Ever since, Sir K Seshadri Iyer became Dewan, and developed Bangalore as a proper city, Bangalore became the Royal City of administration, as Nalwadi lived in Bangalore Palace most of the year, coming to Mysore for Dasara and Durbar. All Dewans were permanent residents in Bangalore, with bungalows in Mysore for visits only. It was Sir Mirza Ismail, who spent most time as the Dewan in Mysore, although he lived in Bangalore.
    Kengal Hanumanthaiah, as the CM simply recognised the above fact and officially shifted the state capital to Bangalore in 1950s.
    Interesting that Nalwadi died in a, so were Jc Wadiyar and SD Wadiyar. The Wadiyar’s administrative base was always Bangalore, with the British Resident -the real ruler of the state, the boss of Wadiyars before independence, resided in Bangalore and so were the Dewans as mentioned.
    Modern education in sciences and engineering had facilities in Bangalore,;-although there was an engineering college in Mysore from Mid-1940s, it was a private college offering degree courses in civil engineering only.
    Interesting the Shivasamudram hydroelectric station commissioned under Sir K Seshadri Iyer, supplied power to electric street lighting in Bangalore and not Mysore, even though this hydroelectric station is nearer to Mysore! Bangalore became the first city in Asia which had electricity powered street lighting. One would argue, it is because of power needed for Kolar Gold fields mining, and the power lines had to go through Bangalore.
    The Royal Dasara of 1950s and 1960s , culminating in JC Wadiyar on the golden houdha on the elephant and the procession to Banni Muntap, had had the unique exhibition in the Mysore medical college buildings and plethora of music and other activities around the city at that time.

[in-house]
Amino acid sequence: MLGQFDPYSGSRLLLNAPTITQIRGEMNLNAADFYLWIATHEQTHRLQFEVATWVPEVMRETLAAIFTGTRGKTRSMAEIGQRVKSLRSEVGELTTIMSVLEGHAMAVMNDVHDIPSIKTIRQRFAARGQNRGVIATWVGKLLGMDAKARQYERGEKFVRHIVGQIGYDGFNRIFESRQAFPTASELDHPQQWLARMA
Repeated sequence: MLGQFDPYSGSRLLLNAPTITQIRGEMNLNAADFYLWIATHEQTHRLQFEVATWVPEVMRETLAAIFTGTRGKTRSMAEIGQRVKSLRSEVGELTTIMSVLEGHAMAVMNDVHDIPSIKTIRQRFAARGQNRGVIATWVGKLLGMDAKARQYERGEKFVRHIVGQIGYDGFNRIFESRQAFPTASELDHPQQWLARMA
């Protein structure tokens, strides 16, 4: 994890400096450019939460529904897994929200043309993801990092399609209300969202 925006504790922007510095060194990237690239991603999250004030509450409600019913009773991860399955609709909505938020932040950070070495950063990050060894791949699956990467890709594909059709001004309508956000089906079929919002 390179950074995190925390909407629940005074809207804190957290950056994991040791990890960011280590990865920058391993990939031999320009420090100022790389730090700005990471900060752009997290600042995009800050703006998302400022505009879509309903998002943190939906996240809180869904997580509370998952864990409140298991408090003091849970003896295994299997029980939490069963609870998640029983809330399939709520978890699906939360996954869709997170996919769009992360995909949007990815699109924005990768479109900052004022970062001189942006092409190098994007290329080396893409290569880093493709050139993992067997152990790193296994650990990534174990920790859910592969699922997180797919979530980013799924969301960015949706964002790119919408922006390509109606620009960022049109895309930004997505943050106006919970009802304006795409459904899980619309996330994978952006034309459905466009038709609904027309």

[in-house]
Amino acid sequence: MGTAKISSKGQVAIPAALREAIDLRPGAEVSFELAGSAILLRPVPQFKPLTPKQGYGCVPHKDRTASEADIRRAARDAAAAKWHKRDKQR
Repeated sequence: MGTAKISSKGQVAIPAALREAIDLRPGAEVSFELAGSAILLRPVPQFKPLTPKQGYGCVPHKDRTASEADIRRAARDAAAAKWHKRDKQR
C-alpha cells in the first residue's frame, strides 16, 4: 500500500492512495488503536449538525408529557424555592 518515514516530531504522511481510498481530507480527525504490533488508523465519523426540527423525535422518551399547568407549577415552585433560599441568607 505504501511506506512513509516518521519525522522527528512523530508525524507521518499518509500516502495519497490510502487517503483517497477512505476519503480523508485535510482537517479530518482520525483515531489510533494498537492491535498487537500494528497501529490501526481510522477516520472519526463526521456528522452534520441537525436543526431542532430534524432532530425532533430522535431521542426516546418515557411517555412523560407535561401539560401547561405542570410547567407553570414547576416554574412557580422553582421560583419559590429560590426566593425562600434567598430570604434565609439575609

Mysore’s music and literary culture was more distinct from Bangalore in 1950s, and before. Mysore had Kuvempu, Narasimhaswamy ( Mysuru Mallige fame), Tarasu and Gopalakrishna Adiga, where as Bangalore had DVG, Masti, Anakru, Kailasam etc..
    Bangloreans did not know much about Daasar in Mysore, although residing within 100 miles! Many never visited Mysore then, but could only read in papers. This I gathered visiting our family friends there.
    The meter gauge rail track from Bangalore to Mysore ( it was not a narrow gauge as Mr Ganapathy says, without checking the fact-as narrow gauge existed only in the Kolar Gold Fields region)
    Any reminiscences of Darara should focus more on its celebration in 1950s and in 1960s up until the last Dasara aunder JC Wadiyar. These need mentioning before moving to the 1980s, when Dasara became a mere contrived jamboree for tourism income. Wasting inches of writing material in respect of 1980s, is a fruitless exercise.

  4. Questo says:

    @Shneoy
    It was the massive influx of non -Mysoreans like Shenoy and Ganapathy, which resulted in the destruction of the forest around the city to create the plots for housing for them,.
    Until these non-Mysorenas arrived in large numbers, there was enough space in Mysore for any offices-large or small. If any one wants to blame the state of Mysore in 2022, blame these non-Mysoreans like @Shenoy for triggering the destruction of once beautiful city.